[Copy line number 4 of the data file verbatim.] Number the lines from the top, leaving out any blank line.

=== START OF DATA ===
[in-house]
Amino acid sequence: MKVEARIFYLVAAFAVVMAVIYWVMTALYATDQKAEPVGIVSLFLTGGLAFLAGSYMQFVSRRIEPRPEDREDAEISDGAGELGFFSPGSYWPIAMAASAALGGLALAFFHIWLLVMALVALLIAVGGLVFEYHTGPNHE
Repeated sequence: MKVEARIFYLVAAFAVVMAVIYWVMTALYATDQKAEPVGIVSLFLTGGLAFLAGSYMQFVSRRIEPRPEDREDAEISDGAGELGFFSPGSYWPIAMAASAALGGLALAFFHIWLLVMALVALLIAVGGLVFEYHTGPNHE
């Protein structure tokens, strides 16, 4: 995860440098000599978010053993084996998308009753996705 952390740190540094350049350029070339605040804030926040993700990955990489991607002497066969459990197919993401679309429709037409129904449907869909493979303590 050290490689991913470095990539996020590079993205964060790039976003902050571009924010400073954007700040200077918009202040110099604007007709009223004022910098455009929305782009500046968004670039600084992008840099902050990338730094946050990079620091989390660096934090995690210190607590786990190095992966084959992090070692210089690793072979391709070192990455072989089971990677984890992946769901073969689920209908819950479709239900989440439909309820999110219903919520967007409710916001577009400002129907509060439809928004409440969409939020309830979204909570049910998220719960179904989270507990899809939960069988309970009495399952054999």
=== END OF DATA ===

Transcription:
């Protein structure tokens, strides 16, 4: 995860440098000599978010053993084996998308009753996705 952390740190540094350049350029070339605040804030926040993700990955990489991607002497066969459990197919993401679309429709037409129904449907869909493979303590 050290490689991913470095990539996020590079993205964060790039976003902050571009924010400073954007700040200077918009202040110099604007007709009223004022910098455009929305782009500046968004670039600084992008840099902050990338730094946050990079620091989390660096934090995690210190607590786990190095992966084959992090070692210089690793072979391709070192990455072989089971990677984890992946769901073969689920209908819950479709239900989440439909309820999110219903919520967007409710916001577009400002129907509060439809928004409440969409939020309830979204909570049910998220719960179904989270507990899809939960069988309970009495399952054999």